Attempting to prove Siemans did, indeed, have some sort of duty to mitigate — the source of which is unspecified — Coleman relies on Banker v. Nighswander, Martin and Mitchell, 37 F.3d 866 (2d Cir. 1994). In that case, the plaintiff hired defendant law firm to advise and represent it in its efforts to collect a debt owed on a promissory note. After the United States District Court for the Southern District of New Hampshire granted summary judgment to the debtors on the promissory note, plaintiff brought suit in the United States District Court for the District of Vermont, alleging that the law firm's advice concerning collection on the $350,000 note amounted to legal malpractice. Defendants argued that plaintiff had a duty to mitigate his damages by filing an appeal of the New Hampshire district court's decision. The Second Circuit, however, applying New Hampshire common law, construed the duty to mitigate to attach only in situations where the plaintiff could have avoided losses by "reasonable effort without undue risk, expense or humiliation," and found that the plaintiff was under no duty to mitigate his damages by retaining counsel, at his own expense, to file an appeal. See Banker, 37 F.3d at 872 (quoting Emery v. Caledonia Sand & Gravel Co., 117 N.H. 441, 448, 374 A.2d 929, 934 (1977)). Thus, it would appear that Banker supports not Coleman's, but Siemans', position. Here, had Siemans accepted the return of goods which were subject to a perfected security interest, Siemans would have opened itself up to liability for conversion, clearly an undue risk.*fn1 Case law is full of stilts by secured creditors against manufacturers and suppliers for wrongly converting the creditors' collateral. In those cases, the manufacturers accepted returned goods upon which the secured creditors had obtained liens. See, e.g., Hong Kong and Shanghai Banking Corp., Ltd., v. HFH USA Corp., 805 F. Supp. 133 (W.D.N.Y. 1992); W.N. Provenzo, Inc., v. Monahan & Co., Inc., (In re Monahan & Co., Ltd.), 29 B.R. 579 (Bankr.D.Mass. 1983); NationsBank of D.C., N.A. v. Blier (In re Creative Goldsmiths of Washington, D.C.), 178 B.R. 87 (Bankr.D.Md. 1995).

Furthermore, as noted, defendants have not cited, nor has research disclosed, any common law case holding that, in the absence of a prior agreement, a manufacturer is under a duty to mitigate its losses by accepting a return from its distributor of goods which have already been sold and delivered. To the contrary, Reforestacion Cafetalera Agro — Industrial S.A. v. Campesino Food Corp., 97 Civ. 5553, 1999 WL 4964 (S.D.N.Y. Jan. 6, 1999), explicitly held, without relying on the U.C.C., that a coffee seller is under no duty to mitigate its damages by accepting from a buyer the return of coffee that had been sold, delivered, and accepted. Accordingly, Siemans' duty to mitigate its damages did not involve an obligation to accept the return of already shipped products. As Coleman accepted the delivered goods without objection and, subsequently, failed to pay the price of the goods as it became due, Siemans had an unquestionable right to recover the price of the accepted goods.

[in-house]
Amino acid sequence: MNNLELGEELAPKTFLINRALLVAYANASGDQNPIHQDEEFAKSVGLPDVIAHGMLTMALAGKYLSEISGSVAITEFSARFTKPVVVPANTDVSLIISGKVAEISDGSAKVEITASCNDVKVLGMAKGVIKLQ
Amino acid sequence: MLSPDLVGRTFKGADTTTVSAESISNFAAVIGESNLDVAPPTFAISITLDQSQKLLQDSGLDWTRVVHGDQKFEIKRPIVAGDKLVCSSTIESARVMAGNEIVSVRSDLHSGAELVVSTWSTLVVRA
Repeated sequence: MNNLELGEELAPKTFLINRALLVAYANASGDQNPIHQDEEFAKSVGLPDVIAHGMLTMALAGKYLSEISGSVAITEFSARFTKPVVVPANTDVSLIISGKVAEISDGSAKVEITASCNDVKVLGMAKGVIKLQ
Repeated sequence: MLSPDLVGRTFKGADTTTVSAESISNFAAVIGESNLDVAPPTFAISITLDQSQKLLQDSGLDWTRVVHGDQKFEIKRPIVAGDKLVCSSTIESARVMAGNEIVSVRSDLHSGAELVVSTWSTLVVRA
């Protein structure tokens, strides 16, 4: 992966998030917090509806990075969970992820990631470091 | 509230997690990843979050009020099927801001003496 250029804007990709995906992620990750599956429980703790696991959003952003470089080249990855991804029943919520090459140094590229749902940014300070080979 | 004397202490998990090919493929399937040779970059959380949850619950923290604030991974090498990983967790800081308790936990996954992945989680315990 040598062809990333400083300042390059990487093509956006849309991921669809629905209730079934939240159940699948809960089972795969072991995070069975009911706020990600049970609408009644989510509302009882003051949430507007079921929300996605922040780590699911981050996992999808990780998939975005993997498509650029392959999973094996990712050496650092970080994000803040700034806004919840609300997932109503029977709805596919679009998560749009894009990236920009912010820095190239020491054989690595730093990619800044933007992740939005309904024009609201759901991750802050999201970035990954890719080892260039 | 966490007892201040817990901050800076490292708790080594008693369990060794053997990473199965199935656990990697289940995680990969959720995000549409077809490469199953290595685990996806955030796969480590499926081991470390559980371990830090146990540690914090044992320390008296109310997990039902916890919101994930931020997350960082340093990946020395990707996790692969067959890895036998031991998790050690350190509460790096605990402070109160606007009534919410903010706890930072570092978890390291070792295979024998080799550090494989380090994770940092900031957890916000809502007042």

Defendants next assert that Siemans engaged in a practice of selective pricing with defendants by "charging William Coleman substantially higher prices for the same product given to other distributors within the same geographic location." See Def. Coleman and William Coleman Mem. of Law in Opp. to Pl. Mot. for Sum. J., p. 9. Defendants contend that such practice was a violation of the terms of the distribution agreement as well as its implied covenant of good faith and fair dealing. See N.Y. U.C.C. § 1-203. The distribution agreement between Siemans and Coleman states, quite ambiguously, that among its responsibilities, Siemans agreed: "1. To establish, publish, and consistently adhere to a sound Distributor Policy . . . 6. To publish and maintain up-to-date price lists and discount sheets." Siemans Statement of Policy Concerning Sales Through Distributors, p. 2. The exact meaning of these clauses is unclear and could possibly be read as Coleman reads them, i.e., to forbid disparate pricing. Nevertheless, Coleman, although in business for some time, has offered no evidence that by this clause Siemans had agreed to charge all of its distributors the same prices or that it was so understood by Siemans' distributors. Furthermore, nowhere else in the distribution agreement does it explicitly state that the seller of goods cannot charge different prices to different customers.

Even though defendants, in an affidavit by William Coleman, have set forth quotes of the different prices charged by Siemans to Coleman and a Coleman competitor, Knickerbocker Electrical Equipment Corporation, this price disparity, alone, does not answer the question of how, under these facts, even if true, Siemans violated the distribution agreement or its duty of good faith and fair dealing. See Aff. of William Coleman, annexed as part of Coleman's Opp. To Pl. Mot. For Sum. J., p. 2. Although defendants have set forth no additional evidence to support their contention other than the language of the agreement itself, they assert that they requested pricing documentation from Siemans, but that that request was denied. Assuming that discovery would establish the existence of such price disparities, the issue is what do clauses (1) and (6) mean. Notably, defendants were not barred from deposing plaintiff or other distributors to resolve this issue, but failed to do so. Having failed to take advantage of the opportunity to develop this defense, on this record, there is no issue to be tried. In any event, the existence of widespread price disparities would tend to undercut the claim that the quoted clauses required identical pricing be given to each of Siemans' distributors.